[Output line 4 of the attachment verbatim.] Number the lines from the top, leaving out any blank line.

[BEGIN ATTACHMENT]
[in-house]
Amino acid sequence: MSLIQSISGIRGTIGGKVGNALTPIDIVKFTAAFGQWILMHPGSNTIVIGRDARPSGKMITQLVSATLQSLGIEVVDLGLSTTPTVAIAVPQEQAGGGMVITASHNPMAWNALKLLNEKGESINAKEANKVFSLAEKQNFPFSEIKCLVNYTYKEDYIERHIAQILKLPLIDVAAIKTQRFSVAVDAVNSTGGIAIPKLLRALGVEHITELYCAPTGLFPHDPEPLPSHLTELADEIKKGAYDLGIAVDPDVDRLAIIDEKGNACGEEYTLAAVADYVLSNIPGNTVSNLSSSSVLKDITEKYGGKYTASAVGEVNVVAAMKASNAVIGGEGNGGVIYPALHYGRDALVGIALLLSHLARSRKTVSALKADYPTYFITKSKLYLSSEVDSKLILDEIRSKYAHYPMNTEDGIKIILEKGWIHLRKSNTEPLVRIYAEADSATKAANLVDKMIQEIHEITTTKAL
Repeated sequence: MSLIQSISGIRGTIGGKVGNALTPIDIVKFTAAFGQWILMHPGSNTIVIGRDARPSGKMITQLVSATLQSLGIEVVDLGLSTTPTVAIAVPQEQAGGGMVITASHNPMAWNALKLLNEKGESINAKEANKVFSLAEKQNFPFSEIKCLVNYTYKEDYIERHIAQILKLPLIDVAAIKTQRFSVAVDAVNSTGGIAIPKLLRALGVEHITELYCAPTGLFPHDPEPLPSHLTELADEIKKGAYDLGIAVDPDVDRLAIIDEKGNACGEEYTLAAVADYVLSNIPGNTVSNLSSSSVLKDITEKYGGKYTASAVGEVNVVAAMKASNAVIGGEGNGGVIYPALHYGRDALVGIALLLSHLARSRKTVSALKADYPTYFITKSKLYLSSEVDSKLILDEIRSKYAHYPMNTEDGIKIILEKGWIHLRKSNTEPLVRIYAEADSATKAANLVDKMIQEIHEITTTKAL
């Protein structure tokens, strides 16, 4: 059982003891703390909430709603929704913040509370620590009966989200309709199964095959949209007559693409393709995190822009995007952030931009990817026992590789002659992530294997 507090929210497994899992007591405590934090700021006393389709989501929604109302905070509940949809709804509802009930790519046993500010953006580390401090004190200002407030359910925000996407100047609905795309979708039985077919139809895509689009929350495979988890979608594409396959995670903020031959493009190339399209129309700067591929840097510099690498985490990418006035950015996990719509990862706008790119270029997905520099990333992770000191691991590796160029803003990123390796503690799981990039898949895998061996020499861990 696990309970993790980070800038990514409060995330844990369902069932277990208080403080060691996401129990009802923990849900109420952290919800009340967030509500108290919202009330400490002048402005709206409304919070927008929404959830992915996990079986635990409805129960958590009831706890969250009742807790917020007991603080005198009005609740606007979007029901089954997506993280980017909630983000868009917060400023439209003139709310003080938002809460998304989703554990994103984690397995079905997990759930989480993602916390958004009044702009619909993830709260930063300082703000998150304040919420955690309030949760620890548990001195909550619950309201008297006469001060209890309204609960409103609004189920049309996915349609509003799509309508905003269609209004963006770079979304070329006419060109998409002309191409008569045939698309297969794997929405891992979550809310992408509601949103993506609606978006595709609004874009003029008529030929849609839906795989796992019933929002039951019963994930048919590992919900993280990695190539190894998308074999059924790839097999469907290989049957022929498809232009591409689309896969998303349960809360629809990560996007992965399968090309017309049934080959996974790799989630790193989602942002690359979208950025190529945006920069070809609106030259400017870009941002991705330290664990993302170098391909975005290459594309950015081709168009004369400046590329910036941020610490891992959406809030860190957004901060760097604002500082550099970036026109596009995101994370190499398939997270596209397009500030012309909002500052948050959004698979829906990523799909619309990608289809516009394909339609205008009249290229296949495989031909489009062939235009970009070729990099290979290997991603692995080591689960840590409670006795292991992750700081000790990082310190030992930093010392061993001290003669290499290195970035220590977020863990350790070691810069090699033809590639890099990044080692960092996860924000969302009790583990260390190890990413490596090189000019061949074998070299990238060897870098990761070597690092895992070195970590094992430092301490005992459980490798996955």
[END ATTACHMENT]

């Protein structure tokens, strides 16, 4: 059982003891703390909430709603929704913040509370620590009966989200309709199964095959949209007559693409393709995190822009995007952030931009990817026992590789002659992530294997 507090929210497994899992007591405590934090700021006393389709989501929604109302905070509940949809709804509802009930790519046993500010953006580390401090004190200002407030359910925000996407100047609905795309979708039985077919139809895509689009929350495979988890979608594409396959995670903020031959493009190339399209129309700067591929840097510099690498985490990418006035950015996990719509990862706008790119270029997905520099990333992770000191691991590796160029803003990123390796503690799981990039898949895998061996020499861990 696990309970993790980070800038990514409060995330844990369902069932277990208080403080060691996401129990009802923990849900109420952290919800009340967030509500108290919202009330400490002048402005709206409304919070927008929404959830992915996990079986635990409805129960958590009831706890969250009742807790917020007991603080005198009005609740606007979007029901089954997506993280980017909630983000868009917060400023439209003139709310003080938002809460998304989703554990994103984690397995079905997990759930989480993602916390958004009044702009619909993830709260930063300082703000998150304040919420955690309030949760620890548990001195909550619950309201008297006469001060209890309204609960409103609004189920049309996915349609509003799509309508905003269609209004963006770079979304070329006419060109998409002309191409008569045939698309297969794997929405891992979550809310992408509601949103993506609606978006595709609004874009003029008529030929849609839906795989796992019933929002039951019963994930048919590992919900993280990695190539190894998308074999059924790839097999469907290989049957022929498809232009591409689309896969998303349960809360629809990560996007992965399968090309017309049934080959996974790799989630790193989602942002690359979208950025190529945006920069070809609106030259400017870009941002991705330290664990993302170098391909975005290459594309950015081709168009004369400046590329910036941020610490891992959406809030860190957004901060760097604002500082550099970036026109596009995101994370190499398939997270596209397009500030012309909002500052948050959004698979829906990523799909619309990608289809516009394909339609205008009249290229296949495989031909489009062939235009970009070729990099290979290997991603692995080591689960840590409670006795292991992750700081000790990082310190030992930093010392061993001290003669290499290195970035220590977020863990350790070691810069090699033809590639890099990044080692960092996860924000969302009790583990260390190890990413490596090189000019061949074998070299990238060897870098990761070597690092895992070195970590094992430092301490005992459980490798996955």